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The US invasion has caused nearly three-quarter million Iraqi deaths
On the fourth anniversary of Washington’s unprovoked invasion of Iraq, President Bush delivered a five-minute midday televised speech pleading with the American people to give his latest escalation of the war more time to suppress Iraq resistance to the US occupation.
n a subdued and defensive tone, Bush recycled the same lies used to promote and justify the war since well before the launching of the “shock and awe” bombing of Baghdad in March of 2003. He claimed once again that the US had intervened because of the “threat” Iraq posed to the world, without mentioning the supposed substance of that threat, weapons of mass destruction and ties to terrorist groups, both of which were fabricated by the White House.
He made the absurd claim that the US-backed Iraqi regime is “working to build a free society that upholds the rule of law, that respects the rights of its people, that provides them security . . .” This is under conditions in which death squads and terrorist attacks claim scores if not hundreds of lives daily, and disappearances and torture are rampant.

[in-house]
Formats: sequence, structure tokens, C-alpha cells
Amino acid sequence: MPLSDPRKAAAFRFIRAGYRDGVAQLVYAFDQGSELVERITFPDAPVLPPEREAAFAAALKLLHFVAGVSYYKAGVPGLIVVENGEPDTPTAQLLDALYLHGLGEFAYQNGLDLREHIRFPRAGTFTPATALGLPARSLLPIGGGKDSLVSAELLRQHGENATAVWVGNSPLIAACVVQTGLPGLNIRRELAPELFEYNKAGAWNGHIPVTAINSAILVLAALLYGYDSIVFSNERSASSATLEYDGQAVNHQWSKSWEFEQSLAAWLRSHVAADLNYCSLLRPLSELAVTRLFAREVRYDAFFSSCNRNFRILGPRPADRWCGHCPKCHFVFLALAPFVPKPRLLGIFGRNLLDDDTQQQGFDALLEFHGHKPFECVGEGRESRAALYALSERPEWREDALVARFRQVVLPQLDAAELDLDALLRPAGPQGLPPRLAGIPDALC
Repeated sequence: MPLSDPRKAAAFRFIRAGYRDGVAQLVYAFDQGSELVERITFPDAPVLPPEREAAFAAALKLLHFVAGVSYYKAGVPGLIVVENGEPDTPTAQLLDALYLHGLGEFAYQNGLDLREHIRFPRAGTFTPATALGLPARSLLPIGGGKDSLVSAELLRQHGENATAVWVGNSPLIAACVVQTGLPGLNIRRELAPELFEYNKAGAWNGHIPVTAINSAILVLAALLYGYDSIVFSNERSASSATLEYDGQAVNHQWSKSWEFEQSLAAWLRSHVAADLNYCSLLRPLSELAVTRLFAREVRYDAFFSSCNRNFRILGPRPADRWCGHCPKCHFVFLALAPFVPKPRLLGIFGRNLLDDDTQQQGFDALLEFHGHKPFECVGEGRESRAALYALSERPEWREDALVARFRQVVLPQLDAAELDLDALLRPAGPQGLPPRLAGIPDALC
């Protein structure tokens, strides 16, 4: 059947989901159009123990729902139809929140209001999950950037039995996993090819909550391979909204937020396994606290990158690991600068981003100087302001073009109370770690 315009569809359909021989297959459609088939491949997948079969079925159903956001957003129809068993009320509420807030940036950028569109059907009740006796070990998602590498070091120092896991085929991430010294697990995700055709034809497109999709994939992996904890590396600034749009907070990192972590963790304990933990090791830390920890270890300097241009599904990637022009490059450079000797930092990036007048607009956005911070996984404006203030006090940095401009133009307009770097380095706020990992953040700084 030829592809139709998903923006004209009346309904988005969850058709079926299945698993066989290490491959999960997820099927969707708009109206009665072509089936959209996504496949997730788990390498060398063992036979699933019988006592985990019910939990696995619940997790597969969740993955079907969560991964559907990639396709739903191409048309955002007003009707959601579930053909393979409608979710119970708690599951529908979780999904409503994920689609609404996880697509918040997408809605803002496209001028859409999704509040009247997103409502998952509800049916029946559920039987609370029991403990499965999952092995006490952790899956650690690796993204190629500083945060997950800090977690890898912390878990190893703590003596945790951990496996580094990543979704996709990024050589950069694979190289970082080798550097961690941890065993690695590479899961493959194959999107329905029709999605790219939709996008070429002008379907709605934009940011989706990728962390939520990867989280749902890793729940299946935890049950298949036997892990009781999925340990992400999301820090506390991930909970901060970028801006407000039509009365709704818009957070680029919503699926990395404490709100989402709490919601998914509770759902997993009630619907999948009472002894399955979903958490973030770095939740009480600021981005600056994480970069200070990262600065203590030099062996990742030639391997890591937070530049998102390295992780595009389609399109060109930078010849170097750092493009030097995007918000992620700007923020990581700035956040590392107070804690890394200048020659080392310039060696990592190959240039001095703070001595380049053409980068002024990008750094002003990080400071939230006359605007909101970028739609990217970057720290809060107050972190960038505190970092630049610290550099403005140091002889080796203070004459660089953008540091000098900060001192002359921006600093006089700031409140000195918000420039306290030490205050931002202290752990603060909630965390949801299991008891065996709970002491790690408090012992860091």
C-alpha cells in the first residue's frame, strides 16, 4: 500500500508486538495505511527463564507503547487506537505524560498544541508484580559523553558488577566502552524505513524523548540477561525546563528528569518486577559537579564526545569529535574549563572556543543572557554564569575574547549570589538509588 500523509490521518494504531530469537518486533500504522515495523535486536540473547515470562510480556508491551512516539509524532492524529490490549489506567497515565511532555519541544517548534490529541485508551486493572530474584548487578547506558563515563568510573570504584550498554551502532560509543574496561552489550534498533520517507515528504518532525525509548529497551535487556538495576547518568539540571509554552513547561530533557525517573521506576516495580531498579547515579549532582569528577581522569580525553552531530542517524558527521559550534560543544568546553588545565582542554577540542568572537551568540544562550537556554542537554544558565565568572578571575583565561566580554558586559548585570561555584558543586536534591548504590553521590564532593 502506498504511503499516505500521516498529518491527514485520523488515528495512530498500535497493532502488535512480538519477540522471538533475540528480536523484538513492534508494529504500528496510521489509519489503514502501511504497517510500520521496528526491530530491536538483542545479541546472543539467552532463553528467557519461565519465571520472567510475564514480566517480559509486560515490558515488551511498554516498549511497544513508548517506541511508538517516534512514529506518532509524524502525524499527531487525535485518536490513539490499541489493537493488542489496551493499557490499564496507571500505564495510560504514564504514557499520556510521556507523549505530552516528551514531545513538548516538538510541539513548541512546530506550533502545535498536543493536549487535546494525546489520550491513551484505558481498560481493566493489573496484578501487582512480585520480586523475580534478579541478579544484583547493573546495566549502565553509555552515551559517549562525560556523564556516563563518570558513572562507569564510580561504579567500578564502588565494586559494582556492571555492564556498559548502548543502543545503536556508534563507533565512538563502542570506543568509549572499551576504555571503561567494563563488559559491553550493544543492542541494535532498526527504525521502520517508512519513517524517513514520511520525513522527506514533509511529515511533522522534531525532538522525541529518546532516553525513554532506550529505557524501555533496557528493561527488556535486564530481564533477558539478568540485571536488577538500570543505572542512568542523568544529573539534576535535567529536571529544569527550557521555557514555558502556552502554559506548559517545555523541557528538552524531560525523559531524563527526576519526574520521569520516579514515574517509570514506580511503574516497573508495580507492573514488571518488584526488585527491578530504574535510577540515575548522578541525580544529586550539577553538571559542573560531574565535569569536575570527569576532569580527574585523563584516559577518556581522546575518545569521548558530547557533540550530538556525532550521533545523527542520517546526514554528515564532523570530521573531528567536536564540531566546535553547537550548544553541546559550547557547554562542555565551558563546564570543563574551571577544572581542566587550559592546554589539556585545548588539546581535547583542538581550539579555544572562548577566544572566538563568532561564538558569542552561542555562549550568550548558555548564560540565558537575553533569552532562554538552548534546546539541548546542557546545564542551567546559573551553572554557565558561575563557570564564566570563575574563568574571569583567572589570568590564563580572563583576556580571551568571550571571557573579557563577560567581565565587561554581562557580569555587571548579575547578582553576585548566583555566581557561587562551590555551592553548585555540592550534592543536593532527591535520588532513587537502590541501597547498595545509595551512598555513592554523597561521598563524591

Finally, he once again invoked September 11, echoing the innumerable attempts of his administration to perform the political sleight of hand of blaming Iraq for the terrorist attacks on New York and Washington and selling the war of aggression as vengeance for those killed in the Twin Towers and at the Pentagon.
The “consequences for American security would be devastating,” if US troops were withdrawn from Iraq, Bush declared. He continued, “The terrorists could emerge from the chaos with a safe haven in Iraq to replace the one they had in Afghanistan, which they used to plan the attacks of September 11, 2001. For the safety of the American people, we cannot allow this to happen.”
The reality is that Iraq had nothing to do with September 11, which was utilized as a pretext for launching a long-planned war to conquer Iraq and its oil wealth. And the US invasion is the cause of, not the solution to, the chaos in Iraq. The claim that the US troops must remain in the country because otherwise terrorists could set up training camps there could be used to justify the invasion and occupation of any country in the world that Washington perceives as insufficiently stable or repressive.